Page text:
Internal watchdog to review trips to Oklahoma by EPA Administrator Scott Pruitt

Internal watchdog to review trips to Oklahoma by EPA Administrator Scott Pruitt 

Posted: 2:47 pm Monday, August 28th, 2017

By Jamie Dupree

The Inspector General of the Environmental Protection Agency has launched a review of spending by EPA chief Scott Pruitt related to trips he has taken to and from his home state of Oklahoma since joining the Trump Administration, amid claims from critics that such travel should not be paid for by the federal government.

“This assignment is being initiated based on congressional requests and a hotline complaint, all of which expressed concerns about Administrator Pruitt’s travel — primarily his frequent travel to and from his home state of Oklahoma at taxpayer expense,” the Inspector General’s office announced on Monday.

The internal investigation was announced weeks after an environmental group used a Freedom Of Information Act request to obtain Pruitt’s travel records, showing the EPA chief had repeatedly traveled to and from his home state, with taxpayers often picking up part of the tab.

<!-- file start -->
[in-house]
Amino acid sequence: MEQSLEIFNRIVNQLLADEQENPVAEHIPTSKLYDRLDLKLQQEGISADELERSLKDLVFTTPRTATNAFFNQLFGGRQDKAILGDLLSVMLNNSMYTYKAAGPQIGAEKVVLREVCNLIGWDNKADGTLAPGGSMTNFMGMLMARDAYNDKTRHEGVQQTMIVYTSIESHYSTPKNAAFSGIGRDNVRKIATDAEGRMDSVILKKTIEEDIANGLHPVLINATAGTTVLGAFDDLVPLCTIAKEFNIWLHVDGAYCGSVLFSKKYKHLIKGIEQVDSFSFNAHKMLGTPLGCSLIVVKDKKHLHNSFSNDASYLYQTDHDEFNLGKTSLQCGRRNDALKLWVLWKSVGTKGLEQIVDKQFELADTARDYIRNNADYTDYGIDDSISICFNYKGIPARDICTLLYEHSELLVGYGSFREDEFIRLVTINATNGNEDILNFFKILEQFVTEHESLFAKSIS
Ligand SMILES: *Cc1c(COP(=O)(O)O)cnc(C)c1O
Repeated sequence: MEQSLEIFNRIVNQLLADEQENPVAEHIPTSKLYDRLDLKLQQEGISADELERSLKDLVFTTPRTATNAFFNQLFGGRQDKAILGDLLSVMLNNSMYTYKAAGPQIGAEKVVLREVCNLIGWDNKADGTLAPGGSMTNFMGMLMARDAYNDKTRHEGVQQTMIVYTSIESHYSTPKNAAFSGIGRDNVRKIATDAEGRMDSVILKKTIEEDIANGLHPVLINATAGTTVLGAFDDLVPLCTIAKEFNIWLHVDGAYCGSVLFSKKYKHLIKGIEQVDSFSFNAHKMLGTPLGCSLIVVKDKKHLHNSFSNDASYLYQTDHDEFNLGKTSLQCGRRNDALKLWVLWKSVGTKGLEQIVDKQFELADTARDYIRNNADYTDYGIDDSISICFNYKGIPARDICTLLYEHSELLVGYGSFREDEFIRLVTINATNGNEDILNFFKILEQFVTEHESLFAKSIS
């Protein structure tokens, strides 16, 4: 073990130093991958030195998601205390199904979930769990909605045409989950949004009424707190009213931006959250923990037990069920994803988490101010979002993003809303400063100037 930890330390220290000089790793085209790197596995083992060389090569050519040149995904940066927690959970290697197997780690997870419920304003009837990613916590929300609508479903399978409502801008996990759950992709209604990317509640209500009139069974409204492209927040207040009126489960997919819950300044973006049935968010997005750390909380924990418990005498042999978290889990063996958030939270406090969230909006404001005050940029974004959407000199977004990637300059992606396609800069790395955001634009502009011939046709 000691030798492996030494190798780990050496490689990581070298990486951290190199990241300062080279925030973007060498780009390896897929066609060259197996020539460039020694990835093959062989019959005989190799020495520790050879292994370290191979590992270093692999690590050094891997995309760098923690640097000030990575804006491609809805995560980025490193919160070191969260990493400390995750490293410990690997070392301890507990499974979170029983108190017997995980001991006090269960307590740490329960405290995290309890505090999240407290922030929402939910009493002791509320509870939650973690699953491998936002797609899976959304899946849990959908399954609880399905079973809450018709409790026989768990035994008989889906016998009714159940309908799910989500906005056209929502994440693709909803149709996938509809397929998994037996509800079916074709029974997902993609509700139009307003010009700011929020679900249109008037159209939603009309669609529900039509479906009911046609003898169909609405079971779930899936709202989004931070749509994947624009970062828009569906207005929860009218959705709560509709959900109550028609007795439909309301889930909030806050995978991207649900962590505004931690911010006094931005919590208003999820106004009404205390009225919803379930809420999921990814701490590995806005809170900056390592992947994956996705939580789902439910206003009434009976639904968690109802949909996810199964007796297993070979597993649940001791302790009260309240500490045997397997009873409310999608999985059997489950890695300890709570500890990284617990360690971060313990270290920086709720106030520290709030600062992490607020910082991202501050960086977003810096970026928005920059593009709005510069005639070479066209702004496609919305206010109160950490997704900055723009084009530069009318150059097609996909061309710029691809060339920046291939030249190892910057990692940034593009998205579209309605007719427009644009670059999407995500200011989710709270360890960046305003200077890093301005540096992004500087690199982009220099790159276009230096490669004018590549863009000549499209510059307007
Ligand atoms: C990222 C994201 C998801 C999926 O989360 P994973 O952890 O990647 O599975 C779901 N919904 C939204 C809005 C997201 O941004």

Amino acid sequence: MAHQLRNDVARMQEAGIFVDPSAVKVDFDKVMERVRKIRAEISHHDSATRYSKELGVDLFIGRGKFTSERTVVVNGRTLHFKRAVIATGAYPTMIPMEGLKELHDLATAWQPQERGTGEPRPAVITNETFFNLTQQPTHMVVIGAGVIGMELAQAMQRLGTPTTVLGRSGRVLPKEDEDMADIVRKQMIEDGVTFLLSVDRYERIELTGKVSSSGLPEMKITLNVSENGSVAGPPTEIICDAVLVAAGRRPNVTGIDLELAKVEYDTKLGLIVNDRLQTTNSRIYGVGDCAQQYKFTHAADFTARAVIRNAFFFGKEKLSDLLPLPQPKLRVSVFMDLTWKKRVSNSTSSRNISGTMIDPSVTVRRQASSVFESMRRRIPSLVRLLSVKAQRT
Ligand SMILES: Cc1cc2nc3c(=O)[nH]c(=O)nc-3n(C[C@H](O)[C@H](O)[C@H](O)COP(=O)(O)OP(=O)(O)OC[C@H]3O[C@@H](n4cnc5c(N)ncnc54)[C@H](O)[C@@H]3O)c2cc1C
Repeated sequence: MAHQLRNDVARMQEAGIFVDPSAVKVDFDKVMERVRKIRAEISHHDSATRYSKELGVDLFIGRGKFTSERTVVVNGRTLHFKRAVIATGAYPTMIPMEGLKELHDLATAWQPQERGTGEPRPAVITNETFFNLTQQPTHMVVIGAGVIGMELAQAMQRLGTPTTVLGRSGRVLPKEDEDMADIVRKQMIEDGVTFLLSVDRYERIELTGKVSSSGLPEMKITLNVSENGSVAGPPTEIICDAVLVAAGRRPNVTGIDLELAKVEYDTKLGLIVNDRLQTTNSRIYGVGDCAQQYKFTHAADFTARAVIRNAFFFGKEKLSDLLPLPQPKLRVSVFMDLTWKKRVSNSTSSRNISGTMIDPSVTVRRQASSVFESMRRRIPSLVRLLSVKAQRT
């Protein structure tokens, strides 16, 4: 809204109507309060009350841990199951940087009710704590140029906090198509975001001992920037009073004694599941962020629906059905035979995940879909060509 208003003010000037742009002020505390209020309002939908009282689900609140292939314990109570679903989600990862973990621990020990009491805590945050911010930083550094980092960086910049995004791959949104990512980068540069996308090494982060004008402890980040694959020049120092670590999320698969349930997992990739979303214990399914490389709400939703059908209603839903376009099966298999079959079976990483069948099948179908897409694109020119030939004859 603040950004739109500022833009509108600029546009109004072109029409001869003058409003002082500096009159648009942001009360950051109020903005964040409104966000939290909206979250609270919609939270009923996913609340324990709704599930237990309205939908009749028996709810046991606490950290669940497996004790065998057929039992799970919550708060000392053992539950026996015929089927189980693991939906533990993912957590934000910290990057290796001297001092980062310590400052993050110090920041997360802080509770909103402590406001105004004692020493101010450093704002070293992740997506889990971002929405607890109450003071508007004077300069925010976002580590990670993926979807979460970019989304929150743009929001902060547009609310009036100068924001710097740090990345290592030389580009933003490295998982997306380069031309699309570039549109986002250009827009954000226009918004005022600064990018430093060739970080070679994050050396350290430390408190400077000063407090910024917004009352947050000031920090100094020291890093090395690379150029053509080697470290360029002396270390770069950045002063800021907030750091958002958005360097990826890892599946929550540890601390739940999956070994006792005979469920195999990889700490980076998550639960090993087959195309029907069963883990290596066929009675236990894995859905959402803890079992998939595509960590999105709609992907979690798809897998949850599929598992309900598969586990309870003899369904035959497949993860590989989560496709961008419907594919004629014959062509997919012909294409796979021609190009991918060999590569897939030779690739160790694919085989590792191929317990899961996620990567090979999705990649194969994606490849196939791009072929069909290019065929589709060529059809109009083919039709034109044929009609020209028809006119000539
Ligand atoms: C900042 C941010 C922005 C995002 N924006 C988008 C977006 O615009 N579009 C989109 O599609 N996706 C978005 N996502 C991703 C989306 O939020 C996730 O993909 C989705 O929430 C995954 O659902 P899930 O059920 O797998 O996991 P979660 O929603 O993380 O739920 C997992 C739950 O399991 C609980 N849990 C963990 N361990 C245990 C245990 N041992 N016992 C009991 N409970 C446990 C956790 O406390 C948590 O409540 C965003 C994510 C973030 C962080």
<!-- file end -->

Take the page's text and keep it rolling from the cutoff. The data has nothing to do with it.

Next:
“48 out of 92 days in March, April and May in which Pruitt was travelling,” the group found, “Forty-three of those travel days were spent in Oklahoma or heading to or from Pruitt’s home state.”

Those 43 days in Oklahoma came during March, April and May of 2017, after Pruitt had been confirmed as EPA chief.

“This isn’t right,” said David Hayes, a former Interior Department official in the Clinton and Obama administrations. “Rules are clear. When “duty station” is DC, government can’t subsidize travel back home.”

A group of Democratic lawmakers in Congress had asked for the review, questioning whether Pruitt – who came to the EPA after being Attorney General in Oklahoma – had followed government travel guidelines, citing one airline ticket that cost $1,980.

The issues are much like an investigation from back in 1991, when questions were raised about the home-state travels of Peace Corps director Paul Coverdell, and his frequent trips back to his home state of Georgia.

Coverdell, who had been a state Senator, later resigned from the Peace Corps, and won a seat in the U.S. Senate in 1992.

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